Just behind Webber was Nico Rosberg, who performed admirably but simply could not find room to overtake the leader in the closing laps. Still, it was a significant finish for him, as it was his first podium at Monte Carlo in Formula One. Rosberg has displayed some impressive performances this year, and with the maiden victory now behind him, he can focus exclusively on a championship run. So far, he's right in the title mix and has been vastly outshining teammate Michael Schumacher to the tune of 59 points to two. Of course, Schumacher has suffered from some bad fortune this year, but it is a rather staggering gap between the duo.

The top seven drivers are separated by just 31 points, meaning a victory next time out puts any one of those pilots in great position. That includes Jenson Button, who has struggled since his season-opening victory in Australia. Including Monaco, Button has failed to collect points in three events this season, already surpassing his total from all of last year.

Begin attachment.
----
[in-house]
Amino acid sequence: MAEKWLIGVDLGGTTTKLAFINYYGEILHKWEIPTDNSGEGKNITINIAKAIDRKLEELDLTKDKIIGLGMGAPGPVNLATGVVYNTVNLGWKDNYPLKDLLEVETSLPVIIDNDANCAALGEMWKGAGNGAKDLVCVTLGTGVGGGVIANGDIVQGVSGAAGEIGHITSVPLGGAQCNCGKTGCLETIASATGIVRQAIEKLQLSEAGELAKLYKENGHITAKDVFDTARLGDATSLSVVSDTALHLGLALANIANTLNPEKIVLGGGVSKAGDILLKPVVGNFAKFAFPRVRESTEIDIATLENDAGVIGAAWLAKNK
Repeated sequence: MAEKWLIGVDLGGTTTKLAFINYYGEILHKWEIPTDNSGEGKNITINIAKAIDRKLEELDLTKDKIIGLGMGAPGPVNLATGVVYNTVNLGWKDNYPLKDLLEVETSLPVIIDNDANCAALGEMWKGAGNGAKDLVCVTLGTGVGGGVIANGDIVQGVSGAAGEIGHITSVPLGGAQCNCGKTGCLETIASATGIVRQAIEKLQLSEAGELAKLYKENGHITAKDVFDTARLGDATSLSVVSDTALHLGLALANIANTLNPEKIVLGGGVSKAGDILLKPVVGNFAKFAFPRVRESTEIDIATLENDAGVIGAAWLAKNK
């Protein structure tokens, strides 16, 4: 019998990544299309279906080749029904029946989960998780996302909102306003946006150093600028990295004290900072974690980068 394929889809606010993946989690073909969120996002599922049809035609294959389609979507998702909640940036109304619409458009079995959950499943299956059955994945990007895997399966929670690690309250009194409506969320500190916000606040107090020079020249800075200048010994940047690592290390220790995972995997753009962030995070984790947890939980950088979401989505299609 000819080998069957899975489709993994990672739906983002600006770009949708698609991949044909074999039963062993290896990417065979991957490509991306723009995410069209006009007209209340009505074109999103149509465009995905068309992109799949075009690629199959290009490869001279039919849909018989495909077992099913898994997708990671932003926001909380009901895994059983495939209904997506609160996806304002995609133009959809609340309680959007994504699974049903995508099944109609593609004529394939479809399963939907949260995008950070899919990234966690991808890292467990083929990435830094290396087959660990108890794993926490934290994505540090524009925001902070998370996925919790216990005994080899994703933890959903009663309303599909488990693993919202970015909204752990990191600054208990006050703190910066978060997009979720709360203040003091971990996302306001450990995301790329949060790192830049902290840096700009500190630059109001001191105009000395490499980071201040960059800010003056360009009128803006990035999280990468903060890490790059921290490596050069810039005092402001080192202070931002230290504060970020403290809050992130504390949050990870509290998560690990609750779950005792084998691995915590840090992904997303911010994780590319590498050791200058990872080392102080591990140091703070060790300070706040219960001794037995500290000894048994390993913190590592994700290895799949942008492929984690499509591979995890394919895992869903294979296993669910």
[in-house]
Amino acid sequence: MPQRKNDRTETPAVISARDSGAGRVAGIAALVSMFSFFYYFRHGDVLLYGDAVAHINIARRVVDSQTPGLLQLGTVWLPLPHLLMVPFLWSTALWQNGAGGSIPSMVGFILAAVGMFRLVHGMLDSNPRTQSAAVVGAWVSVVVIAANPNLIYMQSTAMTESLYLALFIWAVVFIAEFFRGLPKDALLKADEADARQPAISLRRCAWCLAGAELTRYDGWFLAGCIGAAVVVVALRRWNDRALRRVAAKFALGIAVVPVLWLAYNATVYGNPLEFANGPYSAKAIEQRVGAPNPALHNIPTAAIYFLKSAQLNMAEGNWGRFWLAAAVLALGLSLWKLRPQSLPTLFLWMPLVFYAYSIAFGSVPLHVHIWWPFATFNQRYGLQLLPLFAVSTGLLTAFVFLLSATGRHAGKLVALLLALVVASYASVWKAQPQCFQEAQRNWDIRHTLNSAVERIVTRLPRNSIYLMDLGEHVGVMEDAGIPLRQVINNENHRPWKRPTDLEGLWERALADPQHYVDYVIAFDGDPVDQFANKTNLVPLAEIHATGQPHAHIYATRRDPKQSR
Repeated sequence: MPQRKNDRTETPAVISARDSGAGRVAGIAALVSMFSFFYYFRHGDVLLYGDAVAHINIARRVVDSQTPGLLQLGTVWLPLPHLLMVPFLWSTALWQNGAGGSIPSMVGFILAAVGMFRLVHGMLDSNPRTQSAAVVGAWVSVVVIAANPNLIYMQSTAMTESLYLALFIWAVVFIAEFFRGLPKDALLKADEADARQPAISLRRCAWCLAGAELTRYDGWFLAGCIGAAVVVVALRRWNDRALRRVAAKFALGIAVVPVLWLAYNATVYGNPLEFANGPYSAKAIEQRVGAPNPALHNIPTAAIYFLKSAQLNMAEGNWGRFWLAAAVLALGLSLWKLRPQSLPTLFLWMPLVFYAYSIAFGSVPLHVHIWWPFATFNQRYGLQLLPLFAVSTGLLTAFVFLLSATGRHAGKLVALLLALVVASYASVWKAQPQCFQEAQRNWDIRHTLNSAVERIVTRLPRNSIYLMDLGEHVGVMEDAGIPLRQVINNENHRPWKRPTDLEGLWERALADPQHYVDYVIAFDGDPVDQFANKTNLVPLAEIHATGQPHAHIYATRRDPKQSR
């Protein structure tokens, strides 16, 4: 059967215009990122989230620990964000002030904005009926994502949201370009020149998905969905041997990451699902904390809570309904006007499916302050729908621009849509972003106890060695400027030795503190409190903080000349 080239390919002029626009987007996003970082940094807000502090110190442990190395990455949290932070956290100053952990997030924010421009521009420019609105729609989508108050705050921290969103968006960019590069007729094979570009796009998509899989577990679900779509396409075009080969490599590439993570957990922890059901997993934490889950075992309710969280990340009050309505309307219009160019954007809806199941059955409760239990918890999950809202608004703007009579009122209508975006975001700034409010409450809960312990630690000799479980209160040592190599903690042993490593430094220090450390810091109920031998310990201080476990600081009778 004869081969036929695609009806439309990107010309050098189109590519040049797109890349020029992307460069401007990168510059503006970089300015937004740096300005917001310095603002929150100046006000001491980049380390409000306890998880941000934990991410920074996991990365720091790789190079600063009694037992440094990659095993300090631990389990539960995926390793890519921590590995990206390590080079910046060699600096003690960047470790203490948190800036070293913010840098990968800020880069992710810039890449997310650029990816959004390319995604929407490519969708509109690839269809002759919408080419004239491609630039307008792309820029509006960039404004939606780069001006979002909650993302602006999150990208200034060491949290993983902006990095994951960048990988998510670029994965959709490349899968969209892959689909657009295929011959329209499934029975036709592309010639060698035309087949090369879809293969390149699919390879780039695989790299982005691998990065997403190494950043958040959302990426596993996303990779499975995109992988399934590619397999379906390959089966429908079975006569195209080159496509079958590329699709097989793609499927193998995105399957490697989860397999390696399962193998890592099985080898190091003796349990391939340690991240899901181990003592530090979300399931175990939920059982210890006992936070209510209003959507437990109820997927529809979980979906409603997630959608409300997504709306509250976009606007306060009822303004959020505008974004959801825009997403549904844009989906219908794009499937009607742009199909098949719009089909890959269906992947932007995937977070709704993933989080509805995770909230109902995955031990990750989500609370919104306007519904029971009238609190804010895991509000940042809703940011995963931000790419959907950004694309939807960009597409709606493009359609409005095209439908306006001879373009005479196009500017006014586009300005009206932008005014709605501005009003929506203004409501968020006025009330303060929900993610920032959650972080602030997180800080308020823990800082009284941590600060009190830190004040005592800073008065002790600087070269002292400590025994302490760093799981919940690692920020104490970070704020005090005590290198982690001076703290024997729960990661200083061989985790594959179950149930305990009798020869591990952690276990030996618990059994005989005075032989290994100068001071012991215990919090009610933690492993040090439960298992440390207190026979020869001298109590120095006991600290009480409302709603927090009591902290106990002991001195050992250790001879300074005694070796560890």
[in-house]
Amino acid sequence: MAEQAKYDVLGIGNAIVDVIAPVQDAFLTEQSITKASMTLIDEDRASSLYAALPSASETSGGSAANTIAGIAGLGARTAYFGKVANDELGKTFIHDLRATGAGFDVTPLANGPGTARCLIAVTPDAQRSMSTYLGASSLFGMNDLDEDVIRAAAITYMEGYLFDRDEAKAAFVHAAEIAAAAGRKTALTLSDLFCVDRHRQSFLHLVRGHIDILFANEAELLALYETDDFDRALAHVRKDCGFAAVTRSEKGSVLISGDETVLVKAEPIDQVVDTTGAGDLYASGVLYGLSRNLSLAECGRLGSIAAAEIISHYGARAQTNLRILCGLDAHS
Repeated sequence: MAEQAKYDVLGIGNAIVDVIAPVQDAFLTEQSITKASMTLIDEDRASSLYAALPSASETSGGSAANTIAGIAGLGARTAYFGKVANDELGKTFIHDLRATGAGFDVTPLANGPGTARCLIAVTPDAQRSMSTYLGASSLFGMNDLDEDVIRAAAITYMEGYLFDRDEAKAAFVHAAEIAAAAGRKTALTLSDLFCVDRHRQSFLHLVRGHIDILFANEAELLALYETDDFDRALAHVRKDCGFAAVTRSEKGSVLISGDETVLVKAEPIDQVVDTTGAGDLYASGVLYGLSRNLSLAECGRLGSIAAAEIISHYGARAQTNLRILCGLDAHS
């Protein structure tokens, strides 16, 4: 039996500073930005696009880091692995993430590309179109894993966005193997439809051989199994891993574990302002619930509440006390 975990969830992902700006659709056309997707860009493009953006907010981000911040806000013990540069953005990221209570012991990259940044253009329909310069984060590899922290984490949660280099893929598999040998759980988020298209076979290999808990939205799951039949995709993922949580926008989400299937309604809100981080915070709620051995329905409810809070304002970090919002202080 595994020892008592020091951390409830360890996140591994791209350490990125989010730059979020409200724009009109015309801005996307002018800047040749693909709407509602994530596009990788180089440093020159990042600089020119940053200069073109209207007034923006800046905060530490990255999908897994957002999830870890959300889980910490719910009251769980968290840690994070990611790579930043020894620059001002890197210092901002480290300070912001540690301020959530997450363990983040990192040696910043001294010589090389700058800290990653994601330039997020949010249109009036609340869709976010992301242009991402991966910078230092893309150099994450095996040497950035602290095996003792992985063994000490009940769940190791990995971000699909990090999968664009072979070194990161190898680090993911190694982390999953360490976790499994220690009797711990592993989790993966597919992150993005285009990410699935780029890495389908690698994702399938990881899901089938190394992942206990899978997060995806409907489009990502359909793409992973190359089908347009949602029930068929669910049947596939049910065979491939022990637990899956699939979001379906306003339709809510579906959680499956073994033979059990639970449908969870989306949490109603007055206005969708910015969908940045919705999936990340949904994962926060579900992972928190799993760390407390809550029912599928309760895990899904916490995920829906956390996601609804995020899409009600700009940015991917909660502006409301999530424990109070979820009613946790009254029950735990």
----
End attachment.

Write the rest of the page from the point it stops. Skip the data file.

In the past five events, Button has lost 46 points on Fernando Alonso, but the chaos that has been this season means change may just be a grand prix away, as McLaren team principal Martin Whitmarsh noted to reporters, "Our next stop will be Montreal, another non-purpose-built racetrack, but one on which overtaking is at least feasible. Jenson won brilliantly there last year, and Lewis [Hamilton] won superbly there the year before, so although we weren't able to add to our unrivalled record of 15 wins here at Monaco this afternoon, you can rest assured that in two weeks' time we'll be aiming to score a hat trick of Vodafone McLaren Mercedes Canadian Grand Prix victories."